Your diet – the food you eat and drink can influence the quality and quantity of your sleep. When you eat junk food, consume caffeine too close to bed, or eat a large meal, your sleep may be disrupted. But you can maintain the quality of your sleep by making good food choices.
Caffeine and Alcohol
Caffeine can be a problem for sleep, making you feel too jittery to calm down and doze off. If you’re suffering from low energy throughout the day, good sleep could help you more than a cup of coffee and even though good sleep might not be easy for everyone to achieve, you might be sabotaging yourself by drinking too much coffee to sleep well. Generally, it’s a good idea to avoid caffeine (including coffee, chocolate, or any other food or drink with caffeine) after 3 p.m.
Alcohol can help you fall asleep, which sounds like a good thing. But it can undercut your sleep, too. While you might fall asleep faster, the quality of your sleep will be lower, as you may not fall into as deep of a sleep as you would without alcohol, and you could be more prone to waking up at night. A nightcap is generally a bad idea. If you’ve been drinking in the evening, follow up by flushing your system with some water and a trip to the bathroom before bed.
Junk foods are always a poor choice, and not just for sleep. When you eat overly fatty foods, sugary treats and other junk foods, they can cause sleep issues. You’re more likely to experience light sleep and nighttime awakenings. They might even make sleep uncomfortable if you eat too much.
Large Nighttime Meals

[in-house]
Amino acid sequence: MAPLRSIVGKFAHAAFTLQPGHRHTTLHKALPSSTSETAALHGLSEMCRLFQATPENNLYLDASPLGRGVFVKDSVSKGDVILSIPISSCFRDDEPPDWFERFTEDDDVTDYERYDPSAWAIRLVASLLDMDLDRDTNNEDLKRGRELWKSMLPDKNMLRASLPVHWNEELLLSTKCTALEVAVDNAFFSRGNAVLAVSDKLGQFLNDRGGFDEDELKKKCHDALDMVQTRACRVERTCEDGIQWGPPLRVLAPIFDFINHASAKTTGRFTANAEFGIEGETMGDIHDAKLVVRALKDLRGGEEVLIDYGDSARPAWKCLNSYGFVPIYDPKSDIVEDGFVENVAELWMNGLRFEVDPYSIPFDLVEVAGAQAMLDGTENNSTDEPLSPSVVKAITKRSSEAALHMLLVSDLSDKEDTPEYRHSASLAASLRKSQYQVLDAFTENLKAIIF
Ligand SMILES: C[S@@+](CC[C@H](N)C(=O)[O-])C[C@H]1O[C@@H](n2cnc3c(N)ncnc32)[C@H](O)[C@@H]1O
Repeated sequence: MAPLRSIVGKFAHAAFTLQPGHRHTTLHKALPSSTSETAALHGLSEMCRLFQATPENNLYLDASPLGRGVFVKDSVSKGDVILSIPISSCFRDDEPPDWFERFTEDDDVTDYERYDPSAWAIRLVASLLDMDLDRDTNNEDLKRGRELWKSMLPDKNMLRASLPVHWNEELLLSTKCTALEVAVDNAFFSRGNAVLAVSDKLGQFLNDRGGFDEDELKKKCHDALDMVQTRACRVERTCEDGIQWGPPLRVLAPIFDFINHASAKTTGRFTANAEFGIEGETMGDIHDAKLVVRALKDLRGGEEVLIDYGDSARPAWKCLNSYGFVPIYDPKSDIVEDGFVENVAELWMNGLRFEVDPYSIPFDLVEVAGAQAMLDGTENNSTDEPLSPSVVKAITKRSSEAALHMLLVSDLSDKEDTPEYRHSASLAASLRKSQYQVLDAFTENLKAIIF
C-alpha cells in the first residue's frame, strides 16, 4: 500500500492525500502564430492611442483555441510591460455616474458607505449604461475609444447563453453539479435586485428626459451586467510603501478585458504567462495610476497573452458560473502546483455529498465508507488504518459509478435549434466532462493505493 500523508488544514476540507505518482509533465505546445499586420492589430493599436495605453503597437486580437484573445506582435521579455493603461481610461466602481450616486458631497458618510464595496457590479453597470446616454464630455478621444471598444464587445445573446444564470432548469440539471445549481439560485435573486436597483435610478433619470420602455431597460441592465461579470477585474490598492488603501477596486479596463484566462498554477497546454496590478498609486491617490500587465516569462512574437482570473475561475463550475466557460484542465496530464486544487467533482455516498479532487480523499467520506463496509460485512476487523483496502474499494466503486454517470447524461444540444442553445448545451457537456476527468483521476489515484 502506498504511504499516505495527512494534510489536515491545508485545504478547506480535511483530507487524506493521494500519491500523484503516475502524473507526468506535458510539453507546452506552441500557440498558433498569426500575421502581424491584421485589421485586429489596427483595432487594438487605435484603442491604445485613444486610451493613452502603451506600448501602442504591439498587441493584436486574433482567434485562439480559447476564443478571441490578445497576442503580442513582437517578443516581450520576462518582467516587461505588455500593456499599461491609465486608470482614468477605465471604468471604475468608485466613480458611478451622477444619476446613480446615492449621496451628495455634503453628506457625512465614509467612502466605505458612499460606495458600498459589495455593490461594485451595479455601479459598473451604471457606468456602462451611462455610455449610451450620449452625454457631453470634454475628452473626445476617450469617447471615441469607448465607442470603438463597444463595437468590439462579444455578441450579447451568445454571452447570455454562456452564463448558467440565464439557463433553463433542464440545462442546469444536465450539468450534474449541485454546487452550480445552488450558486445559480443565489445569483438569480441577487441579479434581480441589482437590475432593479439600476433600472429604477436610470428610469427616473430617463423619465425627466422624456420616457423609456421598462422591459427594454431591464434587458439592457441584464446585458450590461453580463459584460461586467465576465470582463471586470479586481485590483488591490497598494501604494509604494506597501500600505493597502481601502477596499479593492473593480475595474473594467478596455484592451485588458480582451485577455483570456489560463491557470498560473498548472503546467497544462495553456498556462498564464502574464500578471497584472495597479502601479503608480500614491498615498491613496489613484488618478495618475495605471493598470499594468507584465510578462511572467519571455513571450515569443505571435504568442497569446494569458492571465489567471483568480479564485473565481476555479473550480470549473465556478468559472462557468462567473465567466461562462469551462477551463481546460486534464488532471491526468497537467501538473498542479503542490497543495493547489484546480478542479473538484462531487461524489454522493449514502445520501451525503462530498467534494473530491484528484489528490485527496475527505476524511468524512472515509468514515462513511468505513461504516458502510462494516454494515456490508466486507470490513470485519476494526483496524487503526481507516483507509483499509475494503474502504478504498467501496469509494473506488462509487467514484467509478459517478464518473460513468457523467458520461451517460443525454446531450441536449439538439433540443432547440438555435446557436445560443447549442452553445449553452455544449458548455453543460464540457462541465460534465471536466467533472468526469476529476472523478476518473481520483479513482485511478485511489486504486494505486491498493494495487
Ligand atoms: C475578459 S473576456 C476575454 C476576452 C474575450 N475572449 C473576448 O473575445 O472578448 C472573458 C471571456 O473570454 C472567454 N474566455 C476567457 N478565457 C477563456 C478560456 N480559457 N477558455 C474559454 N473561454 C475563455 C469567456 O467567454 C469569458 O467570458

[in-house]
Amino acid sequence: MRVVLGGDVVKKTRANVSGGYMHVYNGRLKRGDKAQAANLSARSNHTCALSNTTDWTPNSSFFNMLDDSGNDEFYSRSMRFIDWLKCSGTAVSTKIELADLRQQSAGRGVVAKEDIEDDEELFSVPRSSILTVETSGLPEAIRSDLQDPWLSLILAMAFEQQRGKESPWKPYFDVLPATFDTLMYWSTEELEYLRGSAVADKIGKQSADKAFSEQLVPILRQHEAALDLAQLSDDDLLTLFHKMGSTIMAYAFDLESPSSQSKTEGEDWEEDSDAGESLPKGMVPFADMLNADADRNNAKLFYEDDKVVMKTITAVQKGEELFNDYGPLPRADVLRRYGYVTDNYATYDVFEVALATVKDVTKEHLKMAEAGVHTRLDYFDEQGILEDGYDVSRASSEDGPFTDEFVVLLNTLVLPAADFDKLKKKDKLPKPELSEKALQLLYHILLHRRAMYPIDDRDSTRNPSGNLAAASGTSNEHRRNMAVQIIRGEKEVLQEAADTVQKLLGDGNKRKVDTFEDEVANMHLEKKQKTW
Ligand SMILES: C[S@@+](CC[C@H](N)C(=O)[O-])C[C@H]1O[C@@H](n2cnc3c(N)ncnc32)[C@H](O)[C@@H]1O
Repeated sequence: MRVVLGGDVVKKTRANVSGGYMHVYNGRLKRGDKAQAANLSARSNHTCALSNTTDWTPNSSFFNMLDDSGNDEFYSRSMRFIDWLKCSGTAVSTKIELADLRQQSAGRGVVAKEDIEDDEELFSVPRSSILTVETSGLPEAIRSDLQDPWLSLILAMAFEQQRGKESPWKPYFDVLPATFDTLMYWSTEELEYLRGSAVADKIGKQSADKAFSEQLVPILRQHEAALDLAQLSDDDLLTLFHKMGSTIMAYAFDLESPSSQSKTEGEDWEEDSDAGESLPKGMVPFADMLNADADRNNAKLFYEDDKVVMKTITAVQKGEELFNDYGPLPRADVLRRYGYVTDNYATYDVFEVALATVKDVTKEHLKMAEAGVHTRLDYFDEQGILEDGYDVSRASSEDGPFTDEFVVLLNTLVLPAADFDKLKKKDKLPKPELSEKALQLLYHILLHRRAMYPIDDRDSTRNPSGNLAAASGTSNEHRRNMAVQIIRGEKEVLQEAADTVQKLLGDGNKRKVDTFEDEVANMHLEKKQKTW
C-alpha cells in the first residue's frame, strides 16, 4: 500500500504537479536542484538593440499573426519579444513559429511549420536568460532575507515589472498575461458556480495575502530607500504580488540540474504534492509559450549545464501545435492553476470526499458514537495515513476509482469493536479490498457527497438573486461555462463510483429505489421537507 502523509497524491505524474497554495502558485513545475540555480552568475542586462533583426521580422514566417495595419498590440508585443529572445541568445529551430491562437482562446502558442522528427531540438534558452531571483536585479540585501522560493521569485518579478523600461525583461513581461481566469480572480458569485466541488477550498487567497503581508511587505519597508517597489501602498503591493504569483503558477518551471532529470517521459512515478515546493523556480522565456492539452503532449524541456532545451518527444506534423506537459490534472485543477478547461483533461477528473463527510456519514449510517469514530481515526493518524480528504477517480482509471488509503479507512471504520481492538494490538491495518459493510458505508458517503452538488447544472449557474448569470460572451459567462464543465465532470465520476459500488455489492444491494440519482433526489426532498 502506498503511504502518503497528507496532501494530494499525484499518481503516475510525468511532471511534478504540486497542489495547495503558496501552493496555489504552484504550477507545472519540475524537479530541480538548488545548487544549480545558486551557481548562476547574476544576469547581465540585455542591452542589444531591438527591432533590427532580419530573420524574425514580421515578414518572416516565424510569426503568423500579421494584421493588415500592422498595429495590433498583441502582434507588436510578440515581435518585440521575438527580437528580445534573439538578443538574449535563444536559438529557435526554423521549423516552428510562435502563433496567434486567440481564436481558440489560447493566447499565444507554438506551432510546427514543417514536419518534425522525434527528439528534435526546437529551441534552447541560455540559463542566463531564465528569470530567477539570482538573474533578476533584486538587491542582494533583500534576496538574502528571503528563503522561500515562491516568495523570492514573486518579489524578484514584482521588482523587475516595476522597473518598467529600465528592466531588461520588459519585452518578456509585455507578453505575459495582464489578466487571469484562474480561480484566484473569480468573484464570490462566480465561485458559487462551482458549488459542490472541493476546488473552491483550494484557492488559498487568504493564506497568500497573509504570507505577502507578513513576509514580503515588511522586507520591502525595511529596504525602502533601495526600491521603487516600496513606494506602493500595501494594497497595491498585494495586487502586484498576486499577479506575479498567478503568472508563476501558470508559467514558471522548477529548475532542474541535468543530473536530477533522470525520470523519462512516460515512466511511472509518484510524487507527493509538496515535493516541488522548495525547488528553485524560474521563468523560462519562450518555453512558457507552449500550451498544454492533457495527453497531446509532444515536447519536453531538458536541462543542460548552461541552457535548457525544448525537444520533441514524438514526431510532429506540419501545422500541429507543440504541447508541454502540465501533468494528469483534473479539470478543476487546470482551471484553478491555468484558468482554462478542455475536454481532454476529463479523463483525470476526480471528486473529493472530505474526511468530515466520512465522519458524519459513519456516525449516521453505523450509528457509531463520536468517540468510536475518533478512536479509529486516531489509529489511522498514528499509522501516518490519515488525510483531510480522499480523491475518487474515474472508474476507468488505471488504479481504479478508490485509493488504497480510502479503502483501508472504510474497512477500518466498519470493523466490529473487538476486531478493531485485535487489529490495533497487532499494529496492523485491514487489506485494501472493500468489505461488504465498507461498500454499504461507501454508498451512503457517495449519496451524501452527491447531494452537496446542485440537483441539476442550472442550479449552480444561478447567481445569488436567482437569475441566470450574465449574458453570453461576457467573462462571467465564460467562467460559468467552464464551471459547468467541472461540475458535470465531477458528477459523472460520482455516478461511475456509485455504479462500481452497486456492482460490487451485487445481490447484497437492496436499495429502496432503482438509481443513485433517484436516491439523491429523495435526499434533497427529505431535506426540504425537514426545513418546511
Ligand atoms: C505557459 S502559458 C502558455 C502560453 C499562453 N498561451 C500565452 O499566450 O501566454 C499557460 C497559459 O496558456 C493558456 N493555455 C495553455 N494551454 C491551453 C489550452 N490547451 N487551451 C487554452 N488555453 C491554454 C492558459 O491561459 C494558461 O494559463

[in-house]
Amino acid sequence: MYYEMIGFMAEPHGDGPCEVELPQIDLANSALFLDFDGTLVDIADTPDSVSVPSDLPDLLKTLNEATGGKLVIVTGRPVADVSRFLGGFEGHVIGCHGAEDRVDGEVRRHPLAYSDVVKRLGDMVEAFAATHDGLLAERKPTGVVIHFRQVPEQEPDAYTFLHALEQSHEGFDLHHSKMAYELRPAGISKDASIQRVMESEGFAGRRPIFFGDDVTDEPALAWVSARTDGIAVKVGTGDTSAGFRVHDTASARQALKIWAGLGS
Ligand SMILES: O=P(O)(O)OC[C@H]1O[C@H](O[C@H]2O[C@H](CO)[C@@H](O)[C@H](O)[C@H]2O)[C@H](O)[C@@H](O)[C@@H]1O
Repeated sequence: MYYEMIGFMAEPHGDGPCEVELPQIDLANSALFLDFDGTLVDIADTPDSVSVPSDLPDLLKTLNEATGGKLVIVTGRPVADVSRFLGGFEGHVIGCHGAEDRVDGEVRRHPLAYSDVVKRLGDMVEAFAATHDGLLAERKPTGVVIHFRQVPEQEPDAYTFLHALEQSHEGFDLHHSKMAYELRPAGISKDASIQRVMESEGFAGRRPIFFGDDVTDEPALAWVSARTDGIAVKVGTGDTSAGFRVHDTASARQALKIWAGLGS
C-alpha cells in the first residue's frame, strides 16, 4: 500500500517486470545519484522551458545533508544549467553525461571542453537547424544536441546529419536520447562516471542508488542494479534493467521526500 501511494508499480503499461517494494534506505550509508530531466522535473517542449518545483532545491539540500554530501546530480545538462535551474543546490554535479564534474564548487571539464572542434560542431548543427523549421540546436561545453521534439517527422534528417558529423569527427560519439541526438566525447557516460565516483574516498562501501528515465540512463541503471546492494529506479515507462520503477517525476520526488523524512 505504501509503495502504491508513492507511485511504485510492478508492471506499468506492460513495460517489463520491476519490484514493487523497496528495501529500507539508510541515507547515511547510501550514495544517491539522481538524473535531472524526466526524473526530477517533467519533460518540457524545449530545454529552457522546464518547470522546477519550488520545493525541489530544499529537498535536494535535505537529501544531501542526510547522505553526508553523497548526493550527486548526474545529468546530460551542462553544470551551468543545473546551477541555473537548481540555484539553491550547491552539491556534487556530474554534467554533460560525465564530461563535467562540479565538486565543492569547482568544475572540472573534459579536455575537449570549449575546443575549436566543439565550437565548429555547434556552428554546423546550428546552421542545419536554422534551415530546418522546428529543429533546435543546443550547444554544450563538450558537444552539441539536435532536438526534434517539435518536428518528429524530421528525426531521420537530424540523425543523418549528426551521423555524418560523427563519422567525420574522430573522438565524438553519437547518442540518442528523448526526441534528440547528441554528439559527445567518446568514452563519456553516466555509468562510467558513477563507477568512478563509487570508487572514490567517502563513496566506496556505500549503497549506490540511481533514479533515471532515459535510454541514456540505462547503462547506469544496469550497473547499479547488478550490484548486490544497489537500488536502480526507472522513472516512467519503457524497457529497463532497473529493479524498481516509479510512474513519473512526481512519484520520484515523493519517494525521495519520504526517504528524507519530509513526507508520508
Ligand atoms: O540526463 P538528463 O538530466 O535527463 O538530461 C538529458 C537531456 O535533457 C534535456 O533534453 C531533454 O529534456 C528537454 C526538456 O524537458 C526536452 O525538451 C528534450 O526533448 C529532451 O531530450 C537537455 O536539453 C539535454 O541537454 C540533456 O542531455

Even if you’re eating a healthy meal at night, eating it too late could keep you up at night or lower the quality of your sleep. When you eat a large meal just before bed, your body’s focus shifts from resting to digesting the meal, so you experience a lower quality of sleep. And if you have issues with acid reflux, a large meal before bed could make it worse.
How Food Can Help You Sleep
Though food can be a problem for sleep, it can help, too. In general, foods that are considered part of a healthy diet are also healthy for sleep. That means you’ll want to eat a diet rich in fruits, vegetables, whole grains, lean protein, dairy, and nuts. They can be good sources of calcium, tryptophan, magnesium, melatonin, vitamin B6, and carbohydrates, all of which can help you get a good night’s sleep.
Specific foods to consider for healthy sleep include:
Milk, cheese, eggs, yogurt, and other dairy products
Walnuts, almonds, and pistachios
Salmon, tuna, and halibut
Breads, pasta, oats, and whole grains
Kale, spinach, and other leafy greens
Cherries, bananas, and other fruit
Of course, it’s possible to have poor sleep even if you have a healthy diet. So you’ll need to maintain good sleep habits, too. That includes avoiding caffeine and alcohol at night — along with cutting off screen time at least one hour before bed. Instead of a large meal at night, consider a small, healthy snack to tide you over until breakfast. And be sure to stick to healthy sleep hygiene, including creating a healthy sleep environment, and maintaining a regular sleep schedule and bedtime routine, which can work with a healthy diet to help you sleep well.
Amy Highland is a sleep expert at SleepHelp.org. She loves taking naps during thunderstorms and cuddling up with a blanket, book, and cats.